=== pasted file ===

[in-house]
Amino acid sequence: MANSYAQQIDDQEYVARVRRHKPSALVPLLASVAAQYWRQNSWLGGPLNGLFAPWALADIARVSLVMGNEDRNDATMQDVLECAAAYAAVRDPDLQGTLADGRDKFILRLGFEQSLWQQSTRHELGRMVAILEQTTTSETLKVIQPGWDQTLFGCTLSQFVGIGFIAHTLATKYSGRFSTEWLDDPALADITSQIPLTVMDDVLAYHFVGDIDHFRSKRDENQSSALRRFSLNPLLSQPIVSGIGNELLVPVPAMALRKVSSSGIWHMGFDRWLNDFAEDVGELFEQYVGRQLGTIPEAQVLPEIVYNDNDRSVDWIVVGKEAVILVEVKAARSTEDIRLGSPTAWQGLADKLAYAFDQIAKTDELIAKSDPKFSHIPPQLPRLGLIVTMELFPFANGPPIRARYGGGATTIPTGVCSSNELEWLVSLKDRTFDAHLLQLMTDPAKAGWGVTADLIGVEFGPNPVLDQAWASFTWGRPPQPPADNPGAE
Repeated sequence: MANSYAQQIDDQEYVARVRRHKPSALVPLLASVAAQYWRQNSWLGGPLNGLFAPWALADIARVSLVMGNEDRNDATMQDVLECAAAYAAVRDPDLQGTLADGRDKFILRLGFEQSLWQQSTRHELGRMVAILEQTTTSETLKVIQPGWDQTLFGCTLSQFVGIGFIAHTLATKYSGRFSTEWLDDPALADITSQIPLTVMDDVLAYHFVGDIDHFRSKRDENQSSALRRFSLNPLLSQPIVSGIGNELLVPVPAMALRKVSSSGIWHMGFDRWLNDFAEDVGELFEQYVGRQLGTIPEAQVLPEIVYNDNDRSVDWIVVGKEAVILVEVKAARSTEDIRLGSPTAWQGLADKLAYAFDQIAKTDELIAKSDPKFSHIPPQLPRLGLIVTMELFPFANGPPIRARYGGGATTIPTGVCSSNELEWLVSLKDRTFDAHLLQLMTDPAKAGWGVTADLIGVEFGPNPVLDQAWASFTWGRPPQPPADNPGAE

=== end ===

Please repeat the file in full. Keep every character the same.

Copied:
[in-house]
Amino acid sequence: MANSYAQQIDDQEYVARVRRHKPSALVPLLASVAAQYWRQNSWLGGPLNGLFAPWALADIARVSLVMGNEDRNDATMQDVLECAAAYAAVRDPDLQGTLADGRDKFILRLGFEQSLWQQSTRHELGRMVAILEQTTTSETLKVIQPGWDQTLFGCTLSQFVGIGFIAHTLATKYSGRFSTEWLDDPALADITSQIPLTVMDDVLAYHFVGDIDHFRSKRDENQSSALRRFSLNPLLSQPIVSGIGNELLVPVPAMALRKVSSSGIWHMGFDRWLNDFAEDVGELFEQYVGRQLGTIPEAQVLPEIVYNDNDRSVDWIVVGKEAVILVEVKAARSTEDIRLGSPTAWQGLADKLAYAFDQIAKTDELIAKSDPKFSHIPPQLPRLGLIVTMELFPFANGPPIRARYGGGATTIPTGVCSSNELEWLVSLKDRTFDAHLLQLMTDPAKAGWGVTADLIGVEFGPNPVLDQAWASFTWGRPPQPPADNPGAE
Repeated sequence: MANSYAQQIDDQEYVARVRRHKPSALVPLLASVAAQYWRQNSWLGGPLNGLFAPWALADIARVSLVMGNEDRNDATMQDVLECAAAYAAVRDPDLQGTLADGRDKFILRLGFEQSLWQQSTRHELGRMVAILEQTTTSETLKVIQPGWDQTLFGCTLSQFVGIGFIAHTLATKYSGRFSTEWLDDPALADITSQIPLTVMDDVLAYHFVGDIDHFRSKRDENQSSALRRFSLNPLLSQPIVSGIGNELLVPVPAMALRKVSSSGIWHMGFDRWLNDFAEDVGELFEQYVGRQLGTIPEAQVLPEIVYNDNDRSVDWIVVGKEAVILVEVKAARSTEDIRLGSPTAWQGLADKLAYAFDQIAKTDELIAKSDPKFSHIPPQLPRLGLIVTMELFPFANGPPIRARYGGGATTIPTGVCSSNELEWLVSLKDRTFDAHLLQLMTDPAKAGWGVTADLIGVEFGPNPVLDQAWASFTWGRPPQPPADNPGAE